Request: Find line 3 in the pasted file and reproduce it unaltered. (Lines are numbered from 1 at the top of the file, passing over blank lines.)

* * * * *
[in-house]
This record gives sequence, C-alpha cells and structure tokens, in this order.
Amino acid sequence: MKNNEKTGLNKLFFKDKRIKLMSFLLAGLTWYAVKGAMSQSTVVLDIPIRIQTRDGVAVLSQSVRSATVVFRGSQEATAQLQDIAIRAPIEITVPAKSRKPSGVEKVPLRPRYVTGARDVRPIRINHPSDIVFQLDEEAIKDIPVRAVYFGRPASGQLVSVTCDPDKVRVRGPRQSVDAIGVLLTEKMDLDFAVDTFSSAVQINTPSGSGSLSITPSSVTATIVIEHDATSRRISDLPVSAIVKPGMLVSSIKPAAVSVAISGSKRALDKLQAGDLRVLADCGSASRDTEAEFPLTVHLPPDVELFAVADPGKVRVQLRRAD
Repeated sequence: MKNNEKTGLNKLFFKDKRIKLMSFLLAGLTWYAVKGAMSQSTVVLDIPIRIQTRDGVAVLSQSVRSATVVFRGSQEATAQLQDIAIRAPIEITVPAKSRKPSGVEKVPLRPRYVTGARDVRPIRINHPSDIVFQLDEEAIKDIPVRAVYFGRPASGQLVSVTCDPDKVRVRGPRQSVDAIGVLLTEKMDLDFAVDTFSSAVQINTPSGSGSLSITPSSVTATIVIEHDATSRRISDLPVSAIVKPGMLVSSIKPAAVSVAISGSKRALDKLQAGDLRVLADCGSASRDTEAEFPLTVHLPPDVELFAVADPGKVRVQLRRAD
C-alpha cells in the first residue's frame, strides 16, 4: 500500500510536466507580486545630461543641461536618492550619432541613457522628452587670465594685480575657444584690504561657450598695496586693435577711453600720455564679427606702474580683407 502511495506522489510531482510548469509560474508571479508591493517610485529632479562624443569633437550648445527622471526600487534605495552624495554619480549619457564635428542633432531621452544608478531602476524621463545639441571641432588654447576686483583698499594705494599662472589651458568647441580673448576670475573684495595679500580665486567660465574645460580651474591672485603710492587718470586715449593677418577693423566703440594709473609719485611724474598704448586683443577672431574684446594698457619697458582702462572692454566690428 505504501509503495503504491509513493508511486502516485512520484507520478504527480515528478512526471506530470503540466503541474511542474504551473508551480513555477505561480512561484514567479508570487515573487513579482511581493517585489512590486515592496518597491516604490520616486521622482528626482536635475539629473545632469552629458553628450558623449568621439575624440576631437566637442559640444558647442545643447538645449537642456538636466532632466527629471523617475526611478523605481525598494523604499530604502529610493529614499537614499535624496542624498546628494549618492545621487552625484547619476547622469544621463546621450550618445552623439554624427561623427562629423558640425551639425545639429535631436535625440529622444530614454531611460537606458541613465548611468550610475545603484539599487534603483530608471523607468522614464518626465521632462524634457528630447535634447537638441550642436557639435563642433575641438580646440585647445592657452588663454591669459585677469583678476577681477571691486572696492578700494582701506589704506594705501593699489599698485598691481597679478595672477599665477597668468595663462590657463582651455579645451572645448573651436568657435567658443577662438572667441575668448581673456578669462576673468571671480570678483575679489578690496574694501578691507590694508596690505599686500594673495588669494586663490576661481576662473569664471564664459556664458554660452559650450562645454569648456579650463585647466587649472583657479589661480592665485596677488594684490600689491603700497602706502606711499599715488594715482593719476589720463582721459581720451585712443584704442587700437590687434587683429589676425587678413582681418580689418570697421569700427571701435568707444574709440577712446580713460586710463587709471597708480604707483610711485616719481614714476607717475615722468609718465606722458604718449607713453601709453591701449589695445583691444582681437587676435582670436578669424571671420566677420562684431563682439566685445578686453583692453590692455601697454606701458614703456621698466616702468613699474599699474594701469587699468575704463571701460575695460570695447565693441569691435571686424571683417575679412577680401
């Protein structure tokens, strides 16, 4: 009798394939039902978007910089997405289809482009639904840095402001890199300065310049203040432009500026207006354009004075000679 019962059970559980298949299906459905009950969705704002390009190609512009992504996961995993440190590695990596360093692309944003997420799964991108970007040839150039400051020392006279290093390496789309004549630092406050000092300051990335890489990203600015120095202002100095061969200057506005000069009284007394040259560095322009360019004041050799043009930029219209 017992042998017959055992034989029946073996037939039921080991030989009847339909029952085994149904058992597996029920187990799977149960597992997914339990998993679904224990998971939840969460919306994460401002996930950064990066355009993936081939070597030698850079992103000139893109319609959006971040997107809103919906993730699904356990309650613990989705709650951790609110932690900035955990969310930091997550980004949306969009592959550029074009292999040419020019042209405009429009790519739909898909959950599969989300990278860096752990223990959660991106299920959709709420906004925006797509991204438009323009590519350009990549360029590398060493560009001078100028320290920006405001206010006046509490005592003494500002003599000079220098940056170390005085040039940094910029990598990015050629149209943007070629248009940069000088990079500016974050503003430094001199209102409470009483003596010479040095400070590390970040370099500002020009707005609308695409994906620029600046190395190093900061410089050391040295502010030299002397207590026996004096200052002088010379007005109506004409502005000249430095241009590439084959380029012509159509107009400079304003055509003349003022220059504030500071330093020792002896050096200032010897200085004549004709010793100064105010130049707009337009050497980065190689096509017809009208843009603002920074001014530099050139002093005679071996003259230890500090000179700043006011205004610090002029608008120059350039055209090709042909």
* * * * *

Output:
Amino acid sequence: MKNNEKTGLNKLFFKDKRIKLMSFLLAGLTWYAVKGAMSQSTVVLDIPIRIQTRDGVAVLSQSVRSATVVFRGSQEATAQLQDIAIRAPIEITVPAKSRKPSGVEKVPLRPRYVTGARDVRPIRINHPSDIVFQLDEEAIKDIPVRAVYFGRPASGQLVSVTCDPDKVRVRGPRQSVDAIGVLLTEKMDLDFAVDTFSSAVQINTPSGSGSLSITPSSVTATIVIEHDATSRRISDLPVSAIVKPGMLVSSIKPAAVSVAISGSKRALDKLQAGDLRVLADCGSASRDTEAEFPLTVHLPPDVELFAVADPGKVRVQLRRAD